What can one do but just wonder in awe at that. 

All in this together

Not being an especially sharp science talking guy, I can't say I've tested this hypothesis that the virus is unable to cross Parish lines without special permission. But I have to say it does not sound convincing. 

Backed by local business organizations, the Jefferson Parish Council is expected Tuesday to ask Gov. John Bel Edwards to loosen coronavirus restrictions by region or parish, saying Jefferson should be allowed to move forward if it meets the criteria and not be held back simply because other areas do not.

The Council resolution, crafted by District 2 Councilman Deano Bonano, argues that many businesses are on "the brink of bankruptcy" and that the parish's hospital capacity and infection rate are sufficient to move "forward into Phase 3 of the recovery while maintaining all of the required safety protocols."

Oh wait a minute. I did not realize it might be different if we tell the virus that the businesses are going bankrupt.  Maybe that will keep it out. Anyway, Jefferson Parish doesn't even meet the Phase 3 criteria now so it's hard to know what the rush is. 

Jefferson Parish has recorded 16,461 known coronavirus cases since the disease arrived in March, more than any other parish in Louisiana. And while daily case counts have fallen sharply from the earliest days of the pandemic, according to data from the state Department of Health both Jefferson and the broader New Orleans region still have a high enough count of coronavirus cases per 100,000 people — known as the infection rate — to mandate Phase 2 restrictions.

Probably they just want to yell about it.  And, hey, who can blame them for that?  Living like this really does suck.  I also miss being able to just hang out somewhere. I don't even need the bars to open if I could go to the store or the coffee shop and just be in public feeling comfortable for a few minutes.  Last night there was a three alarm fire down the street from our house.  It was almost a comfort to stand outside and talk with a group of concerned neighbors gathering to watch. Then we remembered we had to put on our masks or keep back.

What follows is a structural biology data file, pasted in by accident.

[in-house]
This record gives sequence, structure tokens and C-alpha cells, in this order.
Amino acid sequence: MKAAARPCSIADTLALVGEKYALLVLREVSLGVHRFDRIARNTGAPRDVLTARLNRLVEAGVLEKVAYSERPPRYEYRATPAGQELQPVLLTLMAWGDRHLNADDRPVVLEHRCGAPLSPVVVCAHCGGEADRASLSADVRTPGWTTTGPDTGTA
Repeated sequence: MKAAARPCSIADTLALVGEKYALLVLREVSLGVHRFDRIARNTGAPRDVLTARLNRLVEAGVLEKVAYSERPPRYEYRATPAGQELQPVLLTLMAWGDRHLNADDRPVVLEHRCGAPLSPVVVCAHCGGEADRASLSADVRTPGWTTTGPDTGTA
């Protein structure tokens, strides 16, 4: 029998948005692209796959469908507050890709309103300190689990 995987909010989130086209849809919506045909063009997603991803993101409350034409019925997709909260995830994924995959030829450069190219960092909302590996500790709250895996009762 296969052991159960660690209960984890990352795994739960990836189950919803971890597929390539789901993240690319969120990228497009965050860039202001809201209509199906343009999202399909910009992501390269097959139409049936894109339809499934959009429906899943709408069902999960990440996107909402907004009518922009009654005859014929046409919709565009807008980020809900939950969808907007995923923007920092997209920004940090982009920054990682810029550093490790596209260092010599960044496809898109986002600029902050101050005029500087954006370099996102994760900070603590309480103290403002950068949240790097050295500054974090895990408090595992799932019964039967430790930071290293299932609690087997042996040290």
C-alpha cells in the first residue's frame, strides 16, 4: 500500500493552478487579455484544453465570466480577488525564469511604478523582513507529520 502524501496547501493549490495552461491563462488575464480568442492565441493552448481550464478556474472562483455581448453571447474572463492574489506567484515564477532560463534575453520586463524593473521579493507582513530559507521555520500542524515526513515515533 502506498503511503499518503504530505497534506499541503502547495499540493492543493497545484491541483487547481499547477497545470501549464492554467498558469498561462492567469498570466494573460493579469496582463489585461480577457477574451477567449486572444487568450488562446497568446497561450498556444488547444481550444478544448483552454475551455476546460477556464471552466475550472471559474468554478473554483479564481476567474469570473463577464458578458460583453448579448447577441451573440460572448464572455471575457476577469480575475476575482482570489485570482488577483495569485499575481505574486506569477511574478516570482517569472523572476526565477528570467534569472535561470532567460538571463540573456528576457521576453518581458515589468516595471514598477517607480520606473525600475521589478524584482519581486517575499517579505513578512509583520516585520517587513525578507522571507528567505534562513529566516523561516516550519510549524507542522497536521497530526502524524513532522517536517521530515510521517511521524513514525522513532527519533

This is miserable. Nobody wants to be living this life right now but we understand that we have to. It would certainly have helped matters if Congress had acted to ensure our lives were a little less precarious while we were making these sacrifices for one another. But they didn't. And now we're all at the mercy of the local tin-pot sociopaths ready for us to sacrifice more on their behalf. 

On Monday, (JP District 2 Councilman Deano) Bonano argued that hospital bed and protective equipment shortages that drove the stay-at-home order this spring are no longer present in Jefferson Parish, and that he doesn't believe the parish even had a second spike in coronavirus cases.

“Jefferson Parish’s numbers have remained well below what would be close to taxing our medical system and running out of space,” he said.

The reason to impose restrictions is is to stop the spread of the virus. It is not simply to make sure there are enough hospital beds for people who get it.  How dismal is that?  Bonano sound like he is fine to let God sort em out as long as there is enough room for the sorting. There's a better way to do this and it starts with congressional action and... well... we're waiting

But in the meantime, let's not be stupid. Please.

Just blew right through

Laura is already out of the headlines most everywhere but Louisiana.  Trump came down and signed some autographs or something and now they're all on to other things.